Hawaii according to historical accounts. The solar eruption “caused global telegraph

lines to spark, setting fire to some telegraph offices,” NASA notes.

NASA says the July 2012 storm was particularly intense because a CME had traveled

along the same path just days before the July 23 double whammy – clearing the way for

maximum effect, like a snowplow.

“This double-CME traveled through a region of space that had been cleared out by yet

another CME four days earlier,” NASA says. ” As a result, the storm clouds were not

decelerated as much as usual by their transit through the interplanetary medium.”

NASA’s online article about the science of this solar storm is well-worth the read.

Perhaps the scariest finding reported in the article is this: There is a 12 percent chance

of a Carrington-type event on Earth in the next 10 years according to Pete Riley of

Predictive Science Inc.

“Initially, I was quite surprised that the odds were so high, but the statistics appear to

be correct,” Riley tells NASA. “It is a sobering figure.”

It’s even more sobering when considering the conclusion of Steve Tracton’s 2013

article: Are we ready yet for potentially disastrous impacts of space weather? Tracton’s

answer: “an unequivocal, if not surprising, no!”

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And a little research finds there's a chance of even greater 'cosmic ray events' coming from outside our galaxy.Thanks to the InterNet, I may never be able to sleep again...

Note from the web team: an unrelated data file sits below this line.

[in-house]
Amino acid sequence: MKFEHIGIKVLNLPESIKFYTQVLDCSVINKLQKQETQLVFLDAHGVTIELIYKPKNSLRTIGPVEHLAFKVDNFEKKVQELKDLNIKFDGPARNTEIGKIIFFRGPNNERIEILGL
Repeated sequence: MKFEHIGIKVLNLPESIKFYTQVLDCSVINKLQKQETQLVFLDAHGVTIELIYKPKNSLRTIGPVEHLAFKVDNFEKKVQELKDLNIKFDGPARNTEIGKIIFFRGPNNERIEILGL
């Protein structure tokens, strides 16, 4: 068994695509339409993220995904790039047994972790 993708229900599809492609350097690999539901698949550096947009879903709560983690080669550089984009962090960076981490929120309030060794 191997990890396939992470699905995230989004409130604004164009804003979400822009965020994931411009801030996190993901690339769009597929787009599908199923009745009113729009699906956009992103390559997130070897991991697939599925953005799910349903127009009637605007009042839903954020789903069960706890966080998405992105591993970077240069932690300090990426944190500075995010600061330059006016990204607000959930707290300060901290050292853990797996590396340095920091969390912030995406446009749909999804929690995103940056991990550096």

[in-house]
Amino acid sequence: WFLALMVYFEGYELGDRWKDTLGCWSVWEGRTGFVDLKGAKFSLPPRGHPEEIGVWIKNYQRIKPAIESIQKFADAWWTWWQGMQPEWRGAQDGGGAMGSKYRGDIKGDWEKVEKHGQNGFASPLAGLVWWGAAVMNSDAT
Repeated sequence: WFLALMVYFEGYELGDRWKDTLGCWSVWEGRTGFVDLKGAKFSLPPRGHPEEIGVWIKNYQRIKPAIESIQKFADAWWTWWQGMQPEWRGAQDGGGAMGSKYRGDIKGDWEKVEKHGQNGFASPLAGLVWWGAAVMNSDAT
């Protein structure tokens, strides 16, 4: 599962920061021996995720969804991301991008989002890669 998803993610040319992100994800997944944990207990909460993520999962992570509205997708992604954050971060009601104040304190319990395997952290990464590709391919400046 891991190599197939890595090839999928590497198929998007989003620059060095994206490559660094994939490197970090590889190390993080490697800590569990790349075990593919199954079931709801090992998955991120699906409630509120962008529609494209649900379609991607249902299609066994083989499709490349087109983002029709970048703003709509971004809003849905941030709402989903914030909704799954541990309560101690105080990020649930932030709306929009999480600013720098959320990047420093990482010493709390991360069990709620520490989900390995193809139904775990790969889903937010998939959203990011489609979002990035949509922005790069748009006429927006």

8:58 AM GMT+0200JoeStrange

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Bring it on! It would do us good in the long term to get hit by a massive CME. The bigger the better. We need someserious restructuring on this planet. The majority of humans need to experience pain and suffering before theyeven consider changing their ways.

6:24 AM GMT+0200Erik Jacobsen

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8:35 AM GMT+0200


Lets start with you.


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2:24 AM GMT+0200david mike

All Comments Newest First

Page 4: How a Solar Storm Two Years Ago Nearly Caused a Catastrophe on Earth


On the other hand…In March of the same year (2012), the Earth took a direct hit from an X-5 CME which couldhave caused serious problems. (“X”-class is the category for measuring the largest solar flares; it has nine sub-divisions.) During the 3-day event, the Earth’s thermosphere was hit with 26 trillion watts of energy per hour.However, as NASA stated, the CO2 and NO in the upper atmosphere repelled 95% of the energy back into space.Afterwards, NASA concluded that CO2 helps cool the Earth—not warm it. Are you wondering why you never heard this? You should.

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2:58 AM GMT+0200


As I said the first time you posted this, you misunderstood the papers. CO2 does not have any effect inreflecting x-rays, and it certainly does not cool the Earth. CO2 blocks some light coming from the Sun from reaching the surface, but at the same time it blocks somelight being emitted from the surface from reaching space. Since the Sun is hot, it radiates mostly in the visiblerange. Since the Earth is the temperature it is, it radiates more in the infrared. The net effect of more CO2 is tokeep more heat in the Earth system.


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8:59 AM GMT+0200




The ionosphere protects earth from solar flares by greatly attenuating their intensity. For a complete overview Irecommend reading this Wikipedia entry: